Comcast CEO Brian L. Roberts described the deal as a "perfect fit" for the company, as Comcast would be able to bolster its role as a creator and distributor of content, with a particular emphasis on "[the] multiplatform ‘anytime, anywhere’ media that American consumers are demanding"; increasing access to NBC-owned content through various platforms. The deal would also add Comcast's own cable channels to NBCU's existing suite of cable networks, contributing to 82% of the merged company's total revenue. Despite the focus on cable, Comcast promised to remain committed to over-the-air broadcasting, and promised an increased amount of local news, children's programming, and Spanish language programming across various platforms, including over-the-air. GE's CEO Jeffrey R. Immelt justified the deal, citing a desire to move purely back into the industrial industry, and was also motivated by the Great Recession.
The deal was subject to the approval of the U.S. Federal Communications Commission (FCC); due to the magnitude of the deal, it was placed under heavy scrutiny by the Commission, who held hearings on the deal and its effects on the public's access to media.
The acquisition was opposed by a number of media activists, particularly those who were against vertical integration. Free Press argued that Comcast would use the deal to stifle competition in online video by restricting where NBC-owned content can be offered, and charge higher rates to television providers for accessing NBC-owned networks; having to pass these charges on to consumers. There were concerns from the owners of NBC's affiliates, who urged the FCC to require that Comcast maintain NBC programming on over-the-air television, and not move it exclusively to cable. A number of competing internet service and television providers urged the FCC to place conditions on Comcast if the deal were to be approved, including requiring that Comcast adhere to the principles of net neutrality, offer wholesale access to its broadband services, and place limits on how Comcast can leverage its NBC-owned stations in retransmission consent negotiations to inhibit competition. AOL proposed that the FCC enforce its program access rules for Comcast's online video content as well, requiring the provider to offer it to competitors at a fair rate. By June 22, 2010, over 32,000 comments had been sent to the FCC in relation to the deal.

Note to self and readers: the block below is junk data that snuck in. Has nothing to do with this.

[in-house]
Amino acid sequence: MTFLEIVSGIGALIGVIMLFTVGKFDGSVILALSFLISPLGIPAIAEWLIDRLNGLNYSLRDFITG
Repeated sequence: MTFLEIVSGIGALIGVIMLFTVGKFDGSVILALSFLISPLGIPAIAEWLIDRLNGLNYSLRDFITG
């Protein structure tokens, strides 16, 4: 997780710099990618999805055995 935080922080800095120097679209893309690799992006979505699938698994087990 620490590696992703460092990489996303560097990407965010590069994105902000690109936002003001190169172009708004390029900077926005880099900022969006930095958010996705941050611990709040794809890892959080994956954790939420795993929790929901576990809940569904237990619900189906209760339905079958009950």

Approval of acquisitionEdit
On January 18, 2011, the FCC and the United States Department of Justice approved the acquisition.
In 2011, Comcast (Comcast Cable) agreed to offer Internet Essentials 5.0 Mbit/s Download 1.5 Mbit/s Upload for $9.95 per month (low income families with children) with discounts on a desktop or laptop computer and free training available, for three years as a condition of FCC approval for its Comcast's acquisition of NBC Universal. Of an estimated 2.60 million households eligible for the program, about 0.22 million households participate in the program as of June 2013. A similar program is available from other internet providers through the non-profit connect2compete.org. Comcast has stated that the program will accept new customers for a total of three years. In March 2014, as he met with FCC concerning the Time Warner Cable merger, Comcast vice president David Cohen told reporters that the internet essentials program will be extended indefinitely.